Beyond Broadband Technology / The BBTSolution™


Beyond Broadband Technology, LLC, (BBT™) has developed The BBTSolution™, an open specification downloadable security system which does not require the use of a "trusted authority". The BBTSolution™ constitutes a unique method of establishing a secure communications path with either one-way or two-way devices as well as mechanisms for establishing authentication, authorization and reception of encrypted transmissions of voice, video or other data. Explaining a new concept in the field of information security is never easy. That's particularly the case since various users, purveyors, government regulators and even standards-setting bodies use either very similar or very conflicting definitions for similar terms. This "White Paper" is meant to make clear what we are referring to with the terms being used to explain the BBTSolution™, and thereby help to underscore the unique flexibility it can bring to multiple forms of information security.


This is a very broad term, and in the context of the BBTSolution™, it is meant that way. The BBTSolution™ establishes a highly secure communications path between a transmitting device and a receiving device. The transmission medium is not restricted. As is explained below, the BBTSolution™ was first designed for use with cable television broadband systems. However, it is not restricted to any particular communications path, and will also work on IP (Internet Protocol) systems or over-the-air, satellite or other transmission paths just as well. Once a secure, authorized and authenticated communications path is established, the system is totally agnostic to the type of data, content or information transmitted over that path. Thus when we talk about "information security," it could be anything from a television program or channel, or first-run movie to health care or banking information, automated data for controlling the power grid, or any other type of information.

Once the secure communications path is initiated, the level of security, including authentication, content usage restrictions and encryption, or any other type of security is user-definable. What makes this approach unique is that because it is "downloadable," security conditions can be changed repeatedly, depending on the use. In other words it can be employed by multiple transmitters of information, each utilizing different types and levels of security. A consumer with a BBTSolution™ enabled computer (either built-in or in a portable USB "dongle") for instance, could securely access multiple video programmers via the Internet, each with it's own encryption and conditional access protocols. A Veteran could have similar access to all his or her medical records at multiple locations with total security provided by a BBTSolution™ chip in a USB thumb-drive type device, a biometric enabled smartphone, or embedded in medical facility computers.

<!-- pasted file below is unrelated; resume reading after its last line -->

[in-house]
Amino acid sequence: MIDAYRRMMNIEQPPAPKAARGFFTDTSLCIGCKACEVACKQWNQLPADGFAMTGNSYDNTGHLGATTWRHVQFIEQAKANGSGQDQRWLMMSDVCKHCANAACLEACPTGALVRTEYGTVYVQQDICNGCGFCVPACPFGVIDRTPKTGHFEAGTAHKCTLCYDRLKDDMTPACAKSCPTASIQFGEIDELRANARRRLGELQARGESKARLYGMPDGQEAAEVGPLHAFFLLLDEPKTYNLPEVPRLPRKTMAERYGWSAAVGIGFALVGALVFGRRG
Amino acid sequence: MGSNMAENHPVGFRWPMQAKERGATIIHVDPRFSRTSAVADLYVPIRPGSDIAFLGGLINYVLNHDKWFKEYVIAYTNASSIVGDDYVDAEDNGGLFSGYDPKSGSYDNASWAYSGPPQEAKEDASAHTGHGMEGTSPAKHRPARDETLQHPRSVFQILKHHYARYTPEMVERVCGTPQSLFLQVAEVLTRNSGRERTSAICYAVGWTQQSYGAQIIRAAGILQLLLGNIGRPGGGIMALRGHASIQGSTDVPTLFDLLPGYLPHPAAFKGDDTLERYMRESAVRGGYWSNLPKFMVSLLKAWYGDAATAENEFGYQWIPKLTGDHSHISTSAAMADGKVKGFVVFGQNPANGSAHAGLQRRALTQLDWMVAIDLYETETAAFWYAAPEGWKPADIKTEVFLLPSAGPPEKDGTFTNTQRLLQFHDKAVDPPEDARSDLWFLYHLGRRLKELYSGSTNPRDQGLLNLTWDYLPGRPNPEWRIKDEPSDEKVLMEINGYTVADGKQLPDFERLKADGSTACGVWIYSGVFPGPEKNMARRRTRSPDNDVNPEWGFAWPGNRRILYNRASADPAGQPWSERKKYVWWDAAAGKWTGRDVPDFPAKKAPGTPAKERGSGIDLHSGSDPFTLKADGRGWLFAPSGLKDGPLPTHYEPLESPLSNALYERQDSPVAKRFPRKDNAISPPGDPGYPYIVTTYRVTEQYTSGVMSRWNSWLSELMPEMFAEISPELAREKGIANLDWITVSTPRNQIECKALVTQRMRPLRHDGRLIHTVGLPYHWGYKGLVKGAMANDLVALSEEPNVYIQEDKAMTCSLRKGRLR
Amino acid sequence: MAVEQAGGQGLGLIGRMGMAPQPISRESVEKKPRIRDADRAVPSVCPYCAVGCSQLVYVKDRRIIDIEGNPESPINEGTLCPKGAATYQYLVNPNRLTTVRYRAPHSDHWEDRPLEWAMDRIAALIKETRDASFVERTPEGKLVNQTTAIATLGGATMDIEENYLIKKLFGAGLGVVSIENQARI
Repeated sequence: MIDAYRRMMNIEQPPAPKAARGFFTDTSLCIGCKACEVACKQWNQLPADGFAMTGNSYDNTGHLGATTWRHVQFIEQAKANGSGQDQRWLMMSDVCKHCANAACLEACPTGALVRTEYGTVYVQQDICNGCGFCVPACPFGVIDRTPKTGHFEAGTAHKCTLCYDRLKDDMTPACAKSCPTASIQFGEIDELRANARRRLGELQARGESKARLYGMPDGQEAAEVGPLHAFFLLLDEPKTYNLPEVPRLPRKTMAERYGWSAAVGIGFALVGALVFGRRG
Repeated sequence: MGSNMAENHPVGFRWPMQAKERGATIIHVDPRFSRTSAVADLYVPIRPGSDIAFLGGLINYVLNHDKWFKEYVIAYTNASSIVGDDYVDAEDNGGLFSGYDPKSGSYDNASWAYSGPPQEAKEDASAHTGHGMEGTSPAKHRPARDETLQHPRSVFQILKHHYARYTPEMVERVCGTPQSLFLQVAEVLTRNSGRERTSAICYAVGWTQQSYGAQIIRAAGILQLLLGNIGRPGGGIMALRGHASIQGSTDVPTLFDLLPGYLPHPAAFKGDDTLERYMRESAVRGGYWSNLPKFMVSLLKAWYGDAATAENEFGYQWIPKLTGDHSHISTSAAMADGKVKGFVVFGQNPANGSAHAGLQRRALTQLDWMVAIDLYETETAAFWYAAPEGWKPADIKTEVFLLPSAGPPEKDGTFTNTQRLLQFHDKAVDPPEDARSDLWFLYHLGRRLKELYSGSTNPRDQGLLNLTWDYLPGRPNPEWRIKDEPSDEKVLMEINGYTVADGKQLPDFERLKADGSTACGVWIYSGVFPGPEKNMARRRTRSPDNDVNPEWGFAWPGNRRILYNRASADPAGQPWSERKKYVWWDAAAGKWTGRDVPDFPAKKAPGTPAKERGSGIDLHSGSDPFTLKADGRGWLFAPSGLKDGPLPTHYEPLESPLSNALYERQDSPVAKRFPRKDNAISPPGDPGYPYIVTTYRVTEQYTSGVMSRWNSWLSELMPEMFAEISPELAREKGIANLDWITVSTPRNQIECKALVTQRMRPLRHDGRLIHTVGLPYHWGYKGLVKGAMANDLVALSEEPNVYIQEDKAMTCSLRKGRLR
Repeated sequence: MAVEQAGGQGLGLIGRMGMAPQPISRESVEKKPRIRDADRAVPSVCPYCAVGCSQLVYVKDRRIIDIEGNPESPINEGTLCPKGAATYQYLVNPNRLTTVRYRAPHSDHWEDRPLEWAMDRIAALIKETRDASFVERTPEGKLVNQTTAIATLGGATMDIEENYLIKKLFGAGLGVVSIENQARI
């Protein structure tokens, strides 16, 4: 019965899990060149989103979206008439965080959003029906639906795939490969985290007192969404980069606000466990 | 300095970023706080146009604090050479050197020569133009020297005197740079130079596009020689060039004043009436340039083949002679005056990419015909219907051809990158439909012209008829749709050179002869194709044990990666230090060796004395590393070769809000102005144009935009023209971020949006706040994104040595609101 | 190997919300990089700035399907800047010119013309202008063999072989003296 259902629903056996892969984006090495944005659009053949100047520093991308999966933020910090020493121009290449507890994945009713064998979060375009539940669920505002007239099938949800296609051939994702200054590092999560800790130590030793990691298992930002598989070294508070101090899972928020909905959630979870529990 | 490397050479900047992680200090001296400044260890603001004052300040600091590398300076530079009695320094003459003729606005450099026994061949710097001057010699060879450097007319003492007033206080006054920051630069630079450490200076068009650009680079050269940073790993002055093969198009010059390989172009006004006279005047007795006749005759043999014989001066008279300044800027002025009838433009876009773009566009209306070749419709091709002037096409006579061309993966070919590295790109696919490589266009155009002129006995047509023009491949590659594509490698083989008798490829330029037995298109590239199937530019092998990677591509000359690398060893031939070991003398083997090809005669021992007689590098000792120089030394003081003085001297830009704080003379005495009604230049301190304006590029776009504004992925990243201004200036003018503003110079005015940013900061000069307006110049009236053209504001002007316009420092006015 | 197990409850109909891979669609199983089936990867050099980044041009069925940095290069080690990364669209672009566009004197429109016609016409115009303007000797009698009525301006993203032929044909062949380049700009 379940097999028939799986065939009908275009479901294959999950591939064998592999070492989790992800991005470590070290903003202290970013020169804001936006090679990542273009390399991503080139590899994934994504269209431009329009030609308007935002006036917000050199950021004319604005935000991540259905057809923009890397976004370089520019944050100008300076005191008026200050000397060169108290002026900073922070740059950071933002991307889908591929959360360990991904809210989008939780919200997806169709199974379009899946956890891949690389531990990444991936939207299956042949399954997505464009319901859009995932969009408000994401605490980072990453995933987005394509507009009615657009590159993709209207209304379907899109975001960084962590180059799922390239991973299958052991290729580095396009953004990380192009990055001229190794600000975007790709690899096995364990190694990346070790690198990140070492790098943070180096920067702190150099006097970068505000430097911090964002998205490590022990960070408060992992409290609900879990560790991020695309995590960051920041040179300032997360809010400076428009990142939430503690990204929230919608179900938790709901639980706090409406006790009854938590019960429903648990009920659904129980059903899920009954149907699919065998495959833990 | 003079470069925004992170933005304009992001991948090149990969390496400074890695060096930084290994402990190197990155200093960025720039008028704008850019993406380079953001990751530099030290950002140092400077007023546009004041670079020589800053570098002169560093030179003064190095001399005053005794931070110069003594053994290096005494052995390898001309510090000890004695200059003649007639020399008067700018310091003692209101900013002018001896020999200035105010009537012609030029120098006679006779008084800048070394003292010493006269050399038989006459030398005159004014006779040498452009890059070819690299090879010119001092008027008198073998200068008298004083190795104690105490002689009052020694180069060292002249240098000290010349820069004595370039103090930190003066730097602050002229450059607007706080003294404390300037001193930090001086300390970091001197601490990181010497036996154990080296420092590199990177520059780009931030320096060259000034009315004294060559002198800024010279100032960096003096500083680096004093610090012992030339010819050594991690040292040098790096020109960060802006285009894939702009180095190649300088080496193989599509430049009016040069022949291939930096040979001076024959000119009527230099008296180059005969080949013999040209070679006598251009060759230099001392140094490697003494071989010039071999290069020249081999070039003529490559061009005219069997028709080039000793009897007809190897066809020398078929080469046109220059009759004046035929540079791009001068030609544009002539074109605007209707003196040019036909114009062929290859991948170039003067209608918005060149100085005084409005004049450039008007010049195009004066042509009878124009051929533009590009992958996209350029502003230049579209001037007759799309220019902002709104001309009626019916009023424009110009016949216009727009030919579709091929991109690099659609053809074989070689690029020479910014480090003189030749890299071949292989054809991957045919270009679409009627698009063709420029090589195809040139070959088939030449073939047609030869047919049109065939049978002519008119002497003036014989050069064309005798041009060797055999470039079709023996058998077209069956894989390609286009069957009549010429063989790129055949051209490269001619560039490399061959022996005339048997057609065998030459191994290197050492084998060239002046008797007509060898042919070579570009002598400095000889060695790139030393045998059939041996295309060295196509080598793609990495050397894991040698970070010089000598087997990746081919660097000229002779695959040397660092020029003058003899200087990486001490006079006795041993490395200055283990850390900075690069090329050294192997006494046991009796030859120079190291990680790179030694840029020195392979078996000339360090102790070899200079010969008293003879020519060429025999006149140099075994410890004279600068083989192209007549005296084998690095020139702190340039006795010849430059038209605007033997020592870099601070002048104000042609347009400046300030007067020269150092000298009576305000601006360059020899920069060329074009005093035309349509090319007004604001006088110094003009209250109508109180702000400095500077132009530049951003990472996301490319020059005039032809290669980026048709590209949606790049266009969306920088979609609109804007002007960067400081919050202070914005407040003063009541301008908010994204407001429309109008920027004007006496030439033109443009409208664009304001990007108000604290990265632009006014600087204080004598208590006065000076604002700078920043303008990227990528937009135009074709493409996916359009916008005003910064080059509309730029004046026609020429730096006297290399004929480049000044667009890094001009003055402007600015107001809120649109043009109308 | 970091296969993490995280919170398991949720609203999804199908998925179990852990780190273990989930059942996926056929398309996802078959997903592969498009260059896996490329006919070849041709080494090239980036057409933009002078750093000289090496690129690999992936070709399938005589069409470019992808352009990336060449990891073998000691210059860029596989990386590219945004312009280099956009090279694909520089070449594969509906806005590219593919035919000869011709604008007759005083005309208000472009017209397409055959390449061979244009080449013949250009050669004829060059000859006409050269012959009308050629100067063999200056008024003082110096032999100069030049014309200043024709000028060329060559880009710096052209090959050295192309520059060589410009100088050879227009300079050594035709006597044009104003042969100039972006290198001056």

The BBTSolution™ has two parts; a secure microchip in the receiving device, and an "HSM" (Hardware Security Module) at the transmitting site. The HSM can be integrated into the transmitting location of a cable broadband, satellite, broadcast or telephone system, or it could be a part of any computer server used by a provider of information. HSM's could also be integrated into devices (such as a host server) used by doctors or hospitals to transmit patient data or any other data transmission application. The cost of the HSM enabled equipment will vary depending on the use. The current design for cable television systems, including the computer, costs less than $10,000, approximately one-tenth the price of the conditional access headend controllers commonly used in that market today. We anticipate that the basic Hardware Security Module enabled for use on computer servers can cost half that, or even less.

The secure microchip can be incorporated into, as examples, a cable television set-top box, a television set, a digital video recorder, a home, office or laptop computer, or even in a portable USB device (much like a "thumb drive" or "dongle") that could be inserted in any current computer USB or HDMI port. The chips, which are already being manufactured non-exclusively by one of the best-known secure microprocessor manufacturers in the world, ST-Microelectronics, are inexpensive (they are currently priced at $5.00 including the BBT license fee) and are designed to be integrated into multiple consumer devices, much like the well-known "Dolby™" system is included in most consumer audio devices today.


One of the many unique aspects of the BBTSolution™ is that the receiving device, such as a television set, need not be a "two-way" device. The secure communications path, once established, is totally managed by the transmitting and receiving devices themselves, and the receiving device does not have to be in constant return-path communication with the transmitting HSM enabled equipment. Thus, for instance, with one telephone call a cable television consumer could read a series of numbers that appeared on their television screen to the headend and from that point on the cable HSM enabled headend controller and the consumer's BBTSolution™ device can establish and maintain a secure authenticated channel (SAC) without the need for two-way communication or bandwidth use. Of course the system will also work, automatically, with two-way communications, such as with IP computer communications on the Internet in host and "cloud computing" applications, and in any two-way broadband system.